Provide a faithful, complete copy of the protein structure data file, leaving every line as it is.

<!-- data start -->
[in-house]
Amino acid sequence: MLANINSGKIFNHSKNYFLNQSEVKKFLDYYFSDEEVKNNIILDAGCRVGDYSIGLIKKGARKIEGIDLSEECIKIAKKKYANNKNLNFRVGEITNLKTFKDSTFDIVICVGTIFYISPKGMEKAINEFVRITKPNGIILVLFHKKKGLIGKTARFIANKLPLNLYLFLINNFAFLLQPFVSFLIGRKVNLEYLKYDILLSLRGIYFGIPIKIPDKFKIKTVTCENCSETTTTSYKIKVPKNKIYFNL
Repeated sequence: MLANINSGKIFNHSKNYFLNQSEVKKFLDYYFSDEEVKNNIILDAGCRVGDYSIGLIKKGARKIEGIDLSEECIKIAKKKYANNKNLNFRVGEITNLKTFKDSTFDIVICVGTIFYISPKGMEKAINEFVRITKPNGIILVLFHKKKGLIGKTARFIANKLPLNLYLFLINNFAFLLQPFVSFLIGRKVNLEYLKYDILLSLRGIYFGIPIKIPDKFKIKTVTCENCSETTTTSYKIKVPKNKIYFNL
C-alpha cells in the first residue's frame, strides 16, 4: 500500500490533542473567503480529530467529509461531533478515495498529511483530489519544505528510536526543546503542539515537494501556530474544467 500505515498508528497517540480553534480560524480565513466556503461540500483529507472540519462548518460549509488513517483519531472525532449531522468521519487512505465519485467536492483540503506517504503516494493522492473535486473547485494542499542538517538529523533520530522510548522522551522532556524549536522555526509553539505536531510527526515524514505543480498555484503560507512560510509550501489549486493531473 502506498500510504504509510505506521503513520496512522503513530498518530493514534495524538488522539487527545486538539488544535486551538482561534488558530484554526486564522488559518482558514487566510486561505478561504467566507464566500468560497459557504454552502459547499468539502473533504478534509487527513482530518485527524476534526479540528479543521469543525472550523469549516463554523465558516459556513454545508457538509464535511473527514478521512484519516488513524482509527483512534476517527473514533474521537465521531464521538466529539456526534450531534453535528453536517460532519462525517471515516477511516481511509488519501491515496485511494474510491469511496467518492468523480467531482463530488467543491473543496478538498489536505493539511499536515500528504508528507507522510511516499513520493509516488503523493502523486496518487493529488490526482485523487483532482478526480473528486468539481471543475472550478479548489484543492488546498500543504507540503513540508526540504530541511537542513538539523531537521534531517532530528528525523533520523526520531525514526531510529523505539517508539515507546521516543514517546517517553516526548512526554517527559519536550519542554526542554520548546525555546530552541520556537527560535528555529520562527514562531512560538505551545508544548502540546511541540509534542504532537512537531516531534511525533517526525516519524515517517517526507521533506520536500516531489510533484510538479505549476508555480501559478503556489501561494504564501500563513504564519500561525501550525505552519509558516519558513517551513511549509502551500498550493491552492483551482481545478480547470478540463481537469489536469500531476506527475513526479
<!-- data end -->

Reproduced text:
[in-house]
Amino acid sequence: MLANINSGKIFNHSKNYFLNQSEVKKFLDYYFSDEEVKNNIILDAGCRVGDYSIGLIKKGARKIEGIDLSEECIKIAKKKYANNKNLNFRVGEITNLKTFKDSTFDIVICVGTIFYISPKGMEKAINEFVRITKPNGIILVLFHKKKGLIGKTARFIANKLPLNLYLFLINNFAFLLQPFVSFLIGRKVNLEYLKYDILLSLRGIYFGIPIKIPDKFKIKTVTCENCSETTTTSYKIKVPKNKIYFNL
Repeated sequence: MLANINSGKIFNHSKNYFLNQSEVKKFLDYYFSDEEVKNNIILDAGCRVGDYSIGLIKKGARKIEGIDLSEECIKIAKKKYANNKNLNFRVGEITNLKTFKDSTFDIVICVGTIFYISPKGMEKAINEFVRITKPNGIILVLFHKKKGLIGKTARFIANKLPLNLYLFLINNFAFLLQPFVSFLIGRKVNLEYLKYDILLSLRGIYFGIPIKIPDKFKIKTVTCENCSETTTTSYKIKVPKNKIYFNL
C-alpha cells in the first residue's frame, strides 16, 4: 500500500490533542473567503480529530467529509461531533478515495498529511483530489519544505528510536526543546503542539515537494501556530474544467 500505515498508528497517540480553534480560524480565513466556503461540500483529507472540519462548518460549509488513517483519531472525532449531522468521519487512505465519485467536492483540503506517504503516494493522492473535486473547485494542499542538517538529523533520530522510548522522551522532556524549536522555526509553539505536531510527526515524514505543480498555484503560507512560510509550501489549486493531473 502506498500510504504509510505506521503513520496512522503513530498518530493514534495524538488522539487527545486538539488544535486551538482561534488558530484554526486564522488559518482558514487566510486561505478561504467566507464566500468560497459557504454552502459547499468539502473533504478534509487527513482530518485527524476534526479540528479543521469543525472550523469549516463554523465558516459556513454545508457538509464535511473527514478521512484519516488513524482509527483512534476517527473514533474521537465521531464521538466529539456526534450531534453535528453536517460532519462525517471515516477511516481511509488519501491515496485511494474510491469511496467518492468523480467531482463530488467543491473543496478538498489536505493539511499536515500528504508528507507522510511516499513520493509516488503523493502523486496518487493529488490526482485523487483532482478526480473528486468539481471543475472550478479548489484543492488546498500543504507540503513540508526540504530541511537542513538539523531537521534531517532530528528525523533520523526520531525514526531510529523505539517508539515507546521516543514517546517517553516526548512526554517527559519536550519542554526542554520548546525555546530552541520556537527560535528555529520562527514562531512560538505551545508544548502540546511541540509534542504532537512537531516531534511525533517526525516519524515517517517526507521533506520536500516531489510533484510538479505549476508555480501559478503556489501561494504564501500563513504564519500561525501550525505552519509558516519558513517551513511549509502551500498550493491552492483551482481545478480547470478540463481537469489536469500531476506527475513526479